Art Hartsfeld was a champion midget driver in the Detroit area and the midwest in the post-war years and a good friend of my father. This photo offers a dramatic and unique perspective on car and driver.
I am still gathering biographical information on Art but read on to see what I have uncovered so far about him along with additional photos of this handsome and well-liked driver.
One of my father's many driver portraits. This one is autographed, "To Al & Nora, the best of everything always - Art Hartsfeld". It appeared many times in programs and racing papers. It appeared March 15, 1940 in a publication called National Midget Speedway News. The tabloid is datelined Detroit, Michigan and lists Al Blixt as editor. Only the first portion of the article on Art remains. It reads
"Art Hartsfeld is a Veteran Racer
If you are a mid-West speed fan attending the midget races throughout that locality you will probably notice a tall, dark and handsome driver climb into one of the speed buggies and do his very darndest to capture the lion's share of the nights racing honors - that dear readers, is Art Hartsfeld.
Born in Toledo, Ohio, thirty years ago last May 22nd, Arthur Douglas Hartsfeld first became acquainted with the sport of speed driving motorcycles. It was in 1927 that Hartsfield started to create some attention as a pilot in the cycle sport, and it did not take long for our Toledo Speedster to top the best in this field, for in 1928 Hartsfield won the National Motorcycle Championship on a point rating basis throughout the U.S.A.
From 1929 on straight through until 1933, Art continued to crack marks in the motorcycle ranks which included setting world's records for the Indian Motor Cycle factory. He also raced in....."(clipping ends here.)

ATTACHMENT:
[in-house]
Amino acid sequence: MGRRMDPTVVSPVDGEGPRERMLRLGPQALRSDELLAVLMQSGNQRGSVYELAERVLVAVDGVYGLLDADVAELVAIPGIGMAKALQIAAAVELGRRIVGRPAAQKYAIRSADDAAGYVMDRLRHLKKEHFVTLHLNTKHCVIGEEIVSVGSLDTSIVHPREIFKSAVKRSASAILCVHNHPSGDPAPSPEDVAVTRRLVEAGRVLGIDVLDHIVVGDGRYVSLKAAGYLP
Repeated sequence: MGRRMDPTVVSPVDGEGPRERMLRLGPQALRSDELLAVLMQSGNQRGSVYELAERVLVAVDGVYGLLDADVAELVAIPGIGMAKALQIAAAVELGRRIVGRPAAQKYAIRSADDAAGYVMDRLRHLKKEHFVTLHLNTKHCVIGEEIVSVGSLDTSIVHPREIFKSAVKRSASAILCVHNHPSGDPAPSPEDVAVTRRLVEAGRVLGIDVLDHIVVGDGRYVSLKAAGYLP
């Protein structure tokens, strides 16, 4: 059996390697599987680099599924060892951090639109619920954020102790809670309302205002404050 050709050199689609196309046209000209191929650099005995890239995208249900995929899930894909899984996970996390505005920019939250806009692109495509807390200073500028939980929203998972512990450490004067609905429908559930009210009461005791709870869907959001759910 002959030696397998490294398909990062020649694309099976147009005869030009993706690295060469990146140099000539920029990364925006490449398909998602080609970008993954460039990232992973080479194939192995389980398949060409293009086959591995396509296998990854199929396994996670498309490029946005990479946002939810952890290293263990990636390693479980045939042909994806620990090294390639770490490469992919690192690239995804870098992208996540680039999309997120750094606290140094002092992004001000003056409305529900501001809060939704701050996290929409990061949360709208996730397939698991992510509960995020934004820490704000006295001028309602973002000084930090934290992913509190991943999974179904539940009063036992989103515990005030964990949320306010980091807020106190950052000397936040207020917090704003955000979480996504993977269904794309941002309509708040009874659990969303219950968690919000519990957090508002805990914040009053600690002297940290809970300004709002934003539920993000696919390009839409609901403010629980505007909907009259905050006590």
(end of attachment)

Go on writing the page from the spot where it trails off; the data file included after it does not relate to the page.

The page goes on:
Art Hartsfeld battles with Al Bonnell at Motor City Speedway in 1946. I have a similar photo of Hartsfeld in this same car taken at the last race held in July 1942 before racing was cancelled for the duration.
"Art Hartsfeld explains some of the fine points of a racing engine to his wife who has donned a pair of his white pants and decided to give him a hand. She still looks somewhat puzzled. Note grease spot on her forehead. Photo by Al Blixt"
Art Hartsfeld "on the pole" leads at Motor City Speedway probably 1946. The white car is #22 Bill Boyd. Johnny Wohlfiel is in third on the far right. (Thanks to racing historian Steve Wolski who spotted them.)
Motor City Speedway almost did not reopen after the war. It was in very delapidated condition. It was rescued by a new management team led by Andy Barto. That story will be the subject of a future feature.
Art is holding a helmet, goggles, driving belt and a copy of Floyd Clymer's popular Indianapolis 500 Year Book that appear to be prizes for his victory. The year is probably 1948. This photo was probably taken by George Vargo.
Art Hartsfeld holds the winners trophy. The date and place are currently unknown but the inscription on the trophy indicates that it was a AAA sanctioned 100 mile race. Probably Detroit, perhaps on the 1-mile Michigan Fairgrounds Speedway. Taken about 1948.
Racing also involves promotion. Here we see Art Hartsfeld pointing out the finer points of his racer to a person identified as Clell Perry. This appears to be a racing convention. Probably about 1948. If you look carefully, you will see some of the photos shown here also posted in a booth run by my father likely promoting either Motor City Speedway or the Illustrated Speedway News.